Sons Of Anarchy, Season 2 – Vengeance Deferred

Country: United States
Genre: Action/ Drama
Director: Various
Year: 2009

Rating: ★★★½☆


By the end of the first season, Clay’s (Ron Perlman) propensity for violence had reached such disastrous levels that Jax (Charlie Hunnam) was compelled to start publicly challenging his authority.

But the outside world won’t wait for the Sons of Anarchy to resolve their internal squabbles.

Ethan Zobelle (Adam Arkin), a slick white supremacist who has opened a cigar store in Charming, is intent on provoking the Sons Of Anarchy into attacking him, thus de-legitimatizing the SOA’s role in the town of keeper of the peace. You see, part of the devil’s bargain the cops of Charming have made is that they’ll leave SOA alone as long as the consequences of their criminality remain safely outside city limits.

Once the cops are no longer backing SOA, Zobelle plans on taking over. Zobelle enlists AJ Weston (Henry Rollins), an ideologically pure white power zealot, for the dirty work, which includes car bombings and gang rape.

This is great stuff, and for a while, it looks like Season 2 of Sons of Anarchy is going to be an improvement over Season 1. Show runner Kurt Sutter has toned down the trash talk and violence this season to acceptable levels, while maintaining the quality of writing and acting that made Sons Of Anarchy addictive in the first place.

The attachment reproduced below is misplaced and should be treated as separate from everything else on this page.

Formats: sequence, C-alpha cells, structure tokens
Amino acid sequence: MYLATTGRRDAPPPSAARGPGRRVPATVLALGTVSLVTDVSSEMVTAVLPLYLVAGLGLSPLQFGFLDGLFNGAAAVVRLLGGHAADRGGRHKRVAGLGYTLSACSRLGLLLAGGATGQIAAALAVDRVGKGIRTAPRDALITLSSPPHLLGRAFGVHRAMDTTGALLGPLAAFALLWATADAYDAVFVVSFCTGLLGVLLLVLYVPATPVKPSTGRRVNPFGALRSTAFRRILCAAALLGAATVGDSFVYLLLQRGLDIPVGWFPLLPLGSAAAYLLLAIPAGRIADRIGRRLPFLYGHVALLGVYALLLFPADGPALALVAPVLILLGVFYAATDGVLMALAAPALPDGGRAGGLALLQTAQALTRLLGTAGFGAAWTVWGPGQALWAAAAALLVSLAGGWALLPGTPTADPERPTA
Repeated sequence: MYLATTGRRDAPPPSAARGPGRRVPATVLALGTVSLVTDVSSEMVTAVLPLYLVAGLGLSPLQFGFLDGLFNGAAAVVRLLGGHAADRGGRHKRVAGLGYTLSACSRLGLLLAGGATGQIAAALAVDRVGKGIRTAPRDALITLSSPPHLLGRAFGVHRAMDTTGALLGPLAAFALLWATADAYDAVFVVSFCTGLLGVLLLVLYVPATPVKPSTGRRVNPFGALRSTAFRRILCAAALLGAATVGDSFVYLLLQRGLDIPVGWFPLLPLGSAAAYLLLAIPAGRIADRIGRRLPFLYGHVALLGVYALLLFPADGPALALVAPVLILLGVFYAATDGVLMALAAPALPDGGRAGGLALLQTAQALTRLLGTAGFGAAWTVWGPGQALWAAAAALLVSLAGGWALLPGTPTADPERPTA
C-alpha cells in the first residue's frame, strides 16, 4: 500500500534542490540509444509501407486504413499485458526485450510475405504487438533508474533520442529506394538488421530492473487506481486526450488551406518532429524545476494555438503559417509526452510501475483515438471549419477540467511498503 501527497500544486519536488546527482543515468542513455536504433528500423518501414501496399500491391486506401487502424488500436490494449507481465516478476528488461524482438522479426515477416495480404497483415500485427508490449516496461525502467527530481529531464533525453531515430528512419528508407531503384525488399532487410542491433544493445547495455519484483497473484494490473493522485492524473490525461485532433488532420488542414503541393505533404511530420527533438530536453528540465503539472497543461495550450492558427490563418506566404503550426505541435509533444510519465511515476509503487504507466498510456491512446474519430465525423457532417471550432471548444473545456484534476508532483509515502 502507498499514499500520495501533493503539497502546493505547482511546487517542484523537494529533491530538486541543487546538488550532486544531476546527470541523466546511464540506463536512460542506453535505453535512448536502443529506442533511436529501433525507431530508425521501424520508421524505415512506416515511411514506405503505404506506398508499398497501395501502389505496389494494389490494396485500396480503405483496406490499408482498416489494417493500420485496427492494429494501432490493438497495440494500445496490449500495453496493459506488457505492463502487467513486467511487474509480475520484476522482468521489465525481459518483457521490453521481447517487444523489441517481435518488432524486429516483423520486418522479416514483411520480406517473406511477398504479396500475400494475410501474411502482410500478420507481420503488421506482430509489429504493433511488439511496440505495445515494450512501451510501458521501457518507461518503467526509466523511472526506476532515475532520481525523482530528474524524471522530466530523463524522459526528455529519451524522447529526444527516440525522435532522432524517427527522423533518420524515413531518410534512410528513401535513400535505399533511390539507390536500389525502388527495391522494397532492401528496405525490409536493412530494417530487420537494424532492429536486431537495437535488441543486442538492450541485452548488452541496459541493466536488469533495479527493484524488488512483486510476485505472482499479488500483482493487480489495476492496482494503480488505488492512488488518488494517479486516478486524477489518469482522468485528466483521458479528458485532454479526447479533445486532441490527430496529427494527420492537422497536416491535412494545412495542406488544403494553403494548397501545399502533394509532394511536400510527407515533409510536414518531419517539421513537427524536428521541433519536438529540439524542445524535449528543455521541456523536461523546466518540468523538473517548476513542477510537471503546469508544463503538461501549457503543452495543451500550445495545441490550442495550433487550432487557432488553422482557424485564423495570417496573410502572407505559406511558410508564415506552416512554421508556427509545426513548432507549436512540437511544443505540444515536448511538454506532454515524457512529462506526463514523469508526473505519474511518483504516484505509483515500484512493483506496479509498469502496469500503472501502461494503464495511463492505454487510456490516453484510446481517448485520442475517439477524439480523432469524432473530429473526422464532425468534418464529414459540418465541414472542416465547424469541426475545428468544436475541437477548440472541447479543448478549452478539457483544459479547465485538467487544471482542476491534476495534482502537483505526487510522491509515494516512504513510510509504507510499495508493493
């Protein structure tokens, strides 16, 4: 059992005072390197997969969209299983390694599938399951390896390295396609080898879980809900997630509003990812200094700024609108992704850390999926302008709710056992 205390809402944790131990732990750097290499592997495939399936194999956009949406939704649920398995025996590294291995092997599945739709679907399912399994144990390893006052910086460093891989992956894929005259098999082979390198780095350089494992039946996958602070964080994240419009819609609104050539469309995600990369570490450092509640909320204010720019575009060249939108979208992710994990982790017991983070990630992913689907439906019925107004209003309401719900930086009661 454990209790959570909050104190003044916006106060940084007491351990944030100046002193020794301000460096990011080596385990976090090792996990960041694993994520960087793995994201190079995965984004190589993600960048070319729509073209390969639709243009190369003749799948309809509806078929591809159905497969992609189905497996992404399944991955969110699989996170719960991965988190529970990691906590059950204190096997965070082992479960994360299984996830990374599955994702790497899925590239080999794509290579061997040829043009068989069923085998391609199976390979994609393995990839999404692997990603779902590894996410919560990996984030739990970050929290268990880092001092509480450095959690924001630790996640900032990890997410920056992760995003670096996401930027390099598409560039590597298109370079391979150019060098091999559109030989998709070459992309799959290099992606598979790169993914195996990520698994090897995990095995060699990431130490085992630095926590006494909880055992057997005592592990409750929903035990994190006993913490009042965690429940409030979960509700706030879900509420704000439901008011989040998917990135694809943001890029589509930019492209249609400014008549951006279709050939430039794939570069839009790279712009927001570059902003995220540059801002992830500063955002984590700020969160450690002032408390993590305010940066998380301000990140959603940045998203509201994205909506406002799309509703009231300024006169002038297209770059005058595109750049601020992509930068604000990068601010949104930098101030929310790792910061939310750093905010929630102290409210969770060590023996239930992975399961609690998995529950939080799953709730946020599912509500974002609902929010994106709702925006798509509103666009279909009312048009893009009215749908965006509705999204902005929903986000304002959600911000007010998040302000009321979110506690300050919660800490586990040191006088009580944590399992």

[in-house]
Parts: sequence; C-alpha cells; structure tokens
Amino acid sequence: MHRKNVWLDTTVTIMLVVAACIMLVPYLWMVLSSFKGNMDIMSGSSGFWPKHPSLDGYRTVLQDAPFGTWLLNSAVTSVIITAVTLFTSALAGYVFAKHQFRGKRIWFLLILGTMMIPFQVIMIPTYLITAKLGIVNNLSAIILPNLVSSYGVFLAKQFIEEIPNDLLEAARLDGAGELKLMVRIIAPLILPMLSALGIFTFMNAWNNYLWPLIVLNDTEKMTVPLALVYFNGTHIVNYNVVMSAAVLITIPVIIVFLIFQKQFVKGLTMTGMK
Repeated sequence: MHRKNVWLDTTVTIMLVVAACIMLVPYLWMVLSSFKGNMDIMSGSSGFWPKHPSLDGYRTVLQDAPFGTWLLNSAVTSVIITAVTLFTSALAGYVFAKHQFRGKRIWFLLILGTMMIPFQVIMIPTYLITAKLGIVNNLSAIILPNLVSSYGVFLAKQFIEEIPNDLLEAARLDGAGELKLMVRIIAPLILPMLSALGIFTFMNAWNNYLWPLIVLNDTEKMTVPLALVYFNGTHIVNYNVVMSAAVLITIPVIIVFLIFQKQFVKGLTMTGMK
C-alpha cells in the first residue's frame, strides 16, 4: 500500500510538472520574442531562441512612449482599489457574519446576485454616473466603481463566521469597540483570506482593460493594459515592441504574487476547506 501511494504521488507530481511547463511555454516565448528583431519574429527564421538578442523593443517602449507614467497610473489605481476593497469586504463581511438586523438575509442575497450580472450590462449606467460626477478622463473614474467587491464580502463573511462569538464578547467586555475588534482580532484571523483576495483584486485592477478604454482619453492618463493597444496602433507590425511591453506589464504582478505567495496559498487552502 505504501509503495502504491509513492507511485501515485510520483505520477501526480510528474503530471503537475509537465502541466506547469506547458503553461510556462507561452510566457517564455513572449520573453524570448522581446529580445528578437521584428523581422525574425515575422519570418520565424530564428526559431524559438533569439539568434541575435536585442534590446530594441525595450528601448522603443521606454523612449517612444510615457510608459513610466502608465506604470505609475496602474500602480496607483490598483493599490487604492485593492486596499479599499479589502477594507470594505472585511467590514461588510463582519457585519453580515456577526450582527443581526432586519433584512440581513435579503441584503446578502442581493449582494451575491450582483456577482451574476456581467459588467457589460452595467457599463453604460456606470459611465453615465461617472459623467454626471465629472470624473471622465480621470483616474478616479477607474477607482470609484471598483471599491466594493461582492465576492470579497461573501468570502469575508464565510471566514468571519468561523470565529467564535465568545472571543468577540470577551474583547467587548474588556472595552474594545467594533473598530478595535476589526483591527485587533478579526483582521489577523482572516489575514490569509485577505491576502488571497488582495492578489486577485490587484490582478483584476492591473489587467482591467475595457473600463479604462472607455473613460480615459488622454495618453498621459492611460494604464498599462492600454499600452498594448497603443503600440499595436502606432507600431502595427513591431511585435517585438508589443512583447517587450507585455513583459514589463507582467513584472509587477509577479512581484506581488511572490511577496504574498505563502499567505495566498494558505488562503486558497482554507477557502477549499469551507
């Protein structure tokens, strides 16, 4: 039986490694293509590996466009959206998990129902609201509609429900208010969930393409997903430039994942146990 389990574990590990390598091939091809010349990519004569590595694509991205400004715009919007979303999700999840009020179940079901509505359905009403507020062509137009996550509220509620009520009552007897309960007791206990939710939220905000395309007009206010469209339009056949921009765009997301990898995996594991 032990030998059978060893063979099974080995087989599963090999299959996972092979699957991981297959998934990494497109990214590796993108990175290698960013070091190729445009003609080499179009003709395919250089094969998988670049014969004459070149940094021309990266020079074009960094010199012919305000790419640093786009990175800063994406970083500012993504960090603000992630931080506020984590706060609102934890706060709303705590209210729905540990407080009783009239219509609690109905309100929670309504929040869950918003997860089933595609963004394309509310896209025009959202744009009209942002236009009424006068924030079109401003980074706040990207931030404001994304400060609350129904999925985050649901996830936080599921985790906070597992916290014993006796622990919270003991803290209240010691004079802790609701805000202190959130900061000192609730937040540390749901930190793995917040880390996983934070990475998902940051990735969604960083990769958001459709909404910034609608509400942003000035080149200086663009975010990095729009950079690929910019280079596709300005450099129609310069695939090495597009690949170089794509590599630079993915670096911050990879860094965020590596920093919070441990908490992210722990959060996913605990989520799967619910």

Sutter makes the villains of Season 2 so repugnant, that he has set up the finale for a hugely satisfying blood bath. And then he blows it.

Sutter denies us the satisfaction of visceral revenge. This makes no sense dramatically. In the first season, Sutter showed us how sadistic the Sons Of Anarchy could be over a minor infraction, burning the skin off of the back of a former member who neglected to remove his SOA tattoo with an acetylene torch. Are we supposed to believe that the punishment for someone who helped gang rape an “old lady” of the club would be a simple execution?

And instead of allowing the vengeance plot to reach it’s natural fruition, Sutter drags it out over two episodes, and then piles on complications that have nothing to do with the events of the season.

Sutter completely denies the viewer satisfaction, which I’m sure is calculated to keep us tuned in for season three, but his strategy backfires badly. The last two episodes simply register as crappy television.

After last season, I thought I would settle in for the long haul, but now I’m not so sure. I’ll check out Season 3, but with a bad taste in my mouth.

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